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Sunday, July 21, 2024

Netanyahu was protecting Hamas – WaPo

Israeli prime minister had stopped any attempt to remove the Palestinian militant group from Gaza, a historian told the newspaper

Benjamin Netanyahu has had an “odd symbiosis” with the Palestinian militant group Hamas that has ruled Gaza for the decades he has been Israel’s prime minister, the Washington Post (WaPo) reported on Sunday, citing a host of experts on Israel.

The politician reportedly has found Hamas useful for stalling the Israeli-Palestinian peace process and for disrupting the establishment of the Palestinian state, the paper claimed.

Read more: Hamas releases 13 Israeli hostages

Netanyahu, who headed the Israeli government uninterrupted between 2009 and 2020 and then returned to power in December 2022, has repeatedly vowed to destroy Hamas throughout his tenures but instead pursued policies that helped the group keep its grip over the enclave, the US media outlet reported.

The prime minister’s cabinets agreed to money transfers from Qatar used to pay public salaries in Gaza, improve the local infrastructure, and supposedly even fund Hamas operations, it said, adding that, under Netanyahu, Israel also approved periodic prisoner releases that allegedly also benefited the group.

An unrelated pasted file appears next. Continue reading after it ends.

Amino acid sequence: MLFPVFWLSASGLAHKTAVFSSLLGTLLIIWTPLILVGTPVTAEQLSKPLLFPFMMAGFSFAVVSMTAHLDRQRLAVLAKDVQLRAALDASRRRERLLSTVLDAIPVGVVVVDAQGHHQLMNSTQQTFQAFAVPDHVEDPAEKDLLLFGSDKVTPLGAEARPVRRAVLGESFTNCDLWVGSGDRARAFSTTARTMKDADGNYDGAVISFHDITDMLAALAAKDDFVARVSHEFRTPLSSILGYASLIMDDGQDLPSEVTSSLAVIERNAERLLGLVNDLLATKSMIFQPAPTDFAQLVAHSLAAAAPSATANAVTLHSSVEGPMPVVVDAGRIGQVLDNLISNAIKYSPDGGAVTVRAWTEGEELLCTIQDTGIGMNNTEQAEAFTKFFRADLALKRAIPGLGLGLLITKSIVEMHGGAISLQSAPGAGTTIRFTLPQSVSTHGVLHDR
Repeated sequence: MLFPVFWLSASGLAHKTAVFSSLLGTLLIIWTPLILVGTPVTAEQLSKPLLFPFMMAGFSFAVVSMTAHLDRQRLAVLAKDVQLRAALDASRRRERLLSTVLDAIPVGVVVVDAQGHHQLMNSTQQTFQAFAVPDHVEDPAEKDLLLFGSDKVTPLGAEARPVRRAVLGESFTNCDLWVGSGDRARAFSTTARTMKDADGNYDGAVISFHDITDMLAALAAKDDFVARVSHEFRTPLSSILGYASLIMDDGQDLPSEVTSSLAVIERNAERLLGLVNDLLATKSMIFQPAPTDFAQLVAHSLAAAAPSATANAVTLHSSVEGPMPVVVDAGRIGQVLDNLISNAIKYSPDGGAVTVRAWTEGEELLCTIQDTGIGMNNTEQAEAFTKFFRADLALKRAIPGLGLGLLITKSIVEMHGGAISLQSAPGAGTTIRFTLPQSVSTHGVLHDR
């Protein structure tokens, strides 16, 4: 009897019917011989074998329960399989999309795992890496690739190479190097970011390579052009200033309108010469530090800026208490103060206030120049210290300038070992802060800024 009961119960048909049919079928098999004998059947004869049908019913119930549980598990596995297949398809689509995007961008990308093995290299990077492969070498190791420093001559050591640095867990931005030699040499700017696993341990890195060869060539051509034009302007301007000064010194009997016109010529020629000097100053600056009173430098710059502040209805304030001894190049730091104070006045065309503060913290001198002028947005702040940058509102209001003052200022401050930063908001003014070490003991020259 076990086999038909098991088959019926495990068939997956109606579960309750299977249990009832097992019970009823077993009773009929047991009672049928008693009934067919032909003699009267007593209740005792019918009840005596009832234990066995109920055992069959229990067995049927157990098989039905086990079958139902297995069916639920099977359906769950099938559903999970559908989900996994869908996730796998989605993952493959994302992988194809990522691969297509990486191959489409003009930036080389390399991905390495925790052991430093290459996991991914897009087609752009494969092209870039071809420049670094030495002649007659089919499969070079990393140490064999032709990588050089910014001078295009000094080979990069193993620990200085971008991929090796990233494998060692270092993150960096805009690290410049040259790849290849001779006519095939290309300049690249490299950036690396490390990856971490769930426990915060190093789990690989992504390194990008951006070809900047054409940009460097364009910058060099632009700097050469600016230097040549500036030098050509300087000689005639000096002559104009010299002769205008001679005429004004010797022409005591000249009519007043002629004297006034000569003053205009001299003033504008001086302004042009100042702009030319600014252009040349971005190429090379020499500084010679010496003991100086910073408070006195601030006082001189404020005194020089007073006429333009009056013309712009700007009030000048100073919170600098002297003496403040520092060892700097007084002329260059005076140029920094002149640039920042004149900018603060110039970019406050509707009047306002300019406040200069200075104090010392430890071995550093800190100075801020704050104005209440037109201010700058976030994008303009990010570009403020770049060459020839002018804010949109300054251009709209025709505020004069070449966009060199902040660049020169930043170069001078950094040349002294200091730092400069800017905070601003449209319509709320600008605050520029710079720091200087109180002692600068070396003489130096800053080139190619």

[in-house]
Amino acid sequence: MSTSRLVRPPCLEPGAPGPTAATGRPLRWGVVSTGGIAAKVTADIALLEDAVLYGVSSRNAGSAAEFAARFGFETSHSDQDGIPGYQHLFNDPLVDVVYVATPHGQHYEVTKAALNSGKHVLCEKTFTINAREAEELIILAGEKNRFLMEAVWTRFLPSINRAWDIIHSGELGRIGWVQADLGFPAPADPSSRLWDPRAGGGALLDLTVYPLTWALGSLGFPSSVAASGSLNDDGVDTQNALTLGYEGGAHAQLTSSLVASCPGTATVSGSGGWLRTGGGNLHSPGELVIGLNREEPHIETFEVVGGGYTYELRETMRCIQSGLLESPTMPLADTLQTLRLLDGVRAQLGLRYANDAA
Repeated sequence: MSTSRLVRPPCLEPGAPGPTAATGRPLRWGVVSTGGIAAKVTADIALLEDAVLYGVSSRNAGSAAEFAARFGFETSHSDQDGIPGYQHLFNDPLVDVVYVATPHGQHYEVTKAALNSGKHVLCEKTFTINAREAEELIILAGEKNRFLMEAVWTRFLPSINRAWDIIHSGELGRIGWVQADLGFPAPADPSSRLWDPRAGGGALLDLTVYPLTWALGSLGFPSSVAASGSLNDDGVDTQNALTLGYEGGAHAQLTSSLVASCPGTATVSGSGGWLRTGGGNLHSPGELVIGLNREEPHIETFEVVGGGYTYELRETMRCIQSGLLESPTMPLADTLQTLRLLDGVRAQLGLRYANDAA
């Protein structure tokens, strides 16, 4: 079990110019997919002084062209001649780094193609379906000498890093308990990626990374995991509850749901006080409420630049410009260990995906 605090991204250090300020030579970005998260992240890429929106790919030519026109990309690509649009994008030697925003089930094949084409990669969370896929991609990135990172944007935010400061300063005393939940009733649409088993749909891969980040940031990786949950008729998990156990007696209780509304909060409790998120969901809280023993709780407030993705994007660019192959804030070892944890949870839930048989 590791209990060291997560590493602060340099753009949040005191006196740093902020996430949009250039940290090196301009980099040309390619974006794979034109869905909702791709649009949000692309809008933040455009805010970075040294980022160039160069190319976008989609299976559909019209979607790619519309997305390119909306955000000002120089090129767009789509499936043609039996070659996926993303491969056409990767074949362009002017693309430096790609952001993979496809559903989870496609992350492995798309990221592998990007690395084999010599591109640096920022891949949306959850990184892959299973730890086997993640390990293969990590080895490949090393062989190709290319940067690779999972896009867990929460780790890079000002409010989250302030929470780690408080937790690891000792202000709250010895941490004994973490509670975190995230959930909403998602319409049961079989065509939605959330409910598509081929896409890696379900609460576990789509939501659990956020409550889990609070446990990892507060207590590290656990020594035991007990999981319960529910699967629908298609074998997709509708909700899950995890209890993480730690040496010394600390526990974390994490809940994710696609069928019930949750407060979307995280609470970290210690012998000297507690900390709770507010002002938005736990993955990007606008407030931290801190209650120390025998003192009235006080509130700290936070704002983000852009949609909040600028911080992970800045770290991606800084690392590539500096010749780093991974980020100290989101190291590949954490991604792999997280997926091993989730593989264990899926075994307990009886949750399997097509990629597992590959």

“In the last ten years, Netanyahu worked to block any attempt at demolishing Hamas in Gaza,” Israeli historian Adam Raz, who studied relations between the prime minister and the militant group, told WaPo, calling it a “strange alliance” that might have ended with the October 7 Hamas attack on Israel and the follow-up Israeli military operation in Gaza.

Read more: Israeli intelligence was warned about Hamas attack – FT

The goal of Netanyahu’s policy was allegedly to divide the Palestinians, leaving Hamas to rule Gaza and letting its rivals from the Palestinian Authority control the West Bank. The conflict between the two groups made a negotiated two-state solution impossible, WaPo claimed, adding that it also allowed the prime minister to just discard the Palestinian issue altogether.

“With no unified leadership, [Netanyahu] was able to say he couldn’t move forward with peace negotiations,” said Dahlia Scheindlin, an Israeli pollster and political analyst. “It allowed him to say, ‘There is no one to talk to.’” Instead, he focused on Israel’s standoff with Iran and economic development, the Post added, citing Netanyahu biographer Anshel Pfeffer.

“Netanyahu always felt that the Palestinian conflict was a distraction being used as a wedge issue in Israel,” Pfeffer told the paper. According to the Post, the prime minister in particular sought to prevent any reconciliation between Hamas and the Palestinian Authority amid an apparent rapprochement in 2018. It did not provide any details on the issue, though.

The prime minister’s office refused to provide any comments to the US newspaper but one Israeli official told it, on condition of anonymity, that Netanyahu “hit Hamas harder than any prime minister in history.” Although the prime minister had not destroyed the group earlier, it was something his “war cabinet” was doing after October 7, the official added.

Israel waged three large-scale military operations in Gaza under Netanyahu’s leadership, which were in 2012, 2014 and 2021. All of them eventually ended in negotiated ceasefires that left the group in control of the enclave.